Longest river swimmer first to conquer Severn

  • Published
Kev Brady
Image caption,
Kevin Brady took a month to swim the river - he had hoped to do it in 19 days

An aquatic adventurer has become the first person to swim the UK's longest river.

Kevin Brady, 32, took a month to swim the 220-mile (350km) River Severn and said he was "sad it was over".

Along the way he front crawled past dangerous currents and dead sheep, dealt with violent bouts of river belly and stood to greet admiring supporters.

He began on 23 September at the river's source and reached Severn Beach, his endpoint, just before 18:45 BST.

After completing the swim, he said he was feeling "awesome, I've just swum the Severn".

He said: "I'm feeling more like laughing than crying. I'm so happy to have finished the river, but do you know what?

"Seeing all my family and friends coming together every single day, I'm just going to be so sad that this is over.

"It's been the most amazing experience of my life."

Mr Brady, who last year spent 140 days canoeing the length of the Mississippi River in the US, had originally planned to swim more than 10 miles (16km) per day.

However, because of bouts of sickness and difficult currents, he settled on a lesser daily distance and came in 12 days behind schedule as a result.

The highs

  • The welcome at Gloucester Docks

  • Safely swimming through 'the noose'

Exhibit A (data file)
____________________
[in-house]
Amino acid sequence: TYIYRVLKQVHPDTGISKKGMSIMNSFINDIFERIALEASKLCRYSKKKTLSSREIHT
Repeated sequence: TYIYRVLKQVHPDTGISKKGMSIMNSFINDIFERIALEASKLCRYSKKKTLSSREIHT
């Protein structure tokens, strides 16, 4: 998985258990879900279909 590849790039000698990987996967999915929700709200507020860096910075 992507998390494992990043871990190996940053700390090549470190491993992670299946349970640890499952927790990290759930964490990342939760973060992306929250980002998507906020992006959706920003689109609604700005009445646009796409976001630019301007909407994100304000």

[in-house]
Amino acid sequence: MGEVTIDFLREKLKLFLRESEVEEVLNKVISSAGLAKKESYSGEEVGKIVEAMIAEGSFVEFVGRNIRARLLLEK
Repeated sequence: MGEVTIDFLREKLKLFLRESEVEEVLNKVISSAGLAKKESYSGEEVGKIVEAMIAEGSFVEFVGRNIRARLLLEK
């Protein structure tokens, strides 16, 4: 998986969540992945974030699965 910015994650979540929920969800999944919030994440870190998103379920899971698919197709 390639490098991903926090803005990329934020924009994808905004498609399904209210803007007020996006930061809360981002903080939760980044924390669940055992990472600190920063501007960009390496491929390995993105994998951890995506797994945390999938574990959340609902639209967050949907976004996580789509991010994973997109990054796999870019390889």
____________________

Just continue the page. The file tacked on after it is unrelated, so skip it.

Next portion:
• Constant kindness from strangers

  • Paddle board support

BBC
Image caption,
Kevin Brady said "I'm just going to be so sad that this is over"

The adventure began at the river's source in Plynlimon, Powys, and Mr Brady swam through Shropshire, Worcestershire and Gloucestershire along the way to the Severn Estuary.

On Wednesday, he safely overcame the most dangerous stretch of water, taking two hours to swim through "the noose".

He had been urged by the Severn Area Rescue Association - which deployed two small lifeboats nearby - to abandon the swim over safety concerns.

Media caption,

See how Kev Brady has taken on the mammoth 220-mile swim

However, spurred on by a rising tide of support, the Severn Bridge and the Second Severn Crossing were the last remaining landmarks in his sights as he swam beneath both before reaching Severn Beach.

The lows

  • Nearing hypothermia daily

  • 48 hours of violent river belly

  • Swimming past a dead bloated sheep

  • Seeing rubbish in the river around Worcester and Gloucester

BBC
Image caption,
Kevin Brady had expected it to take up to three weeks to complete the swim

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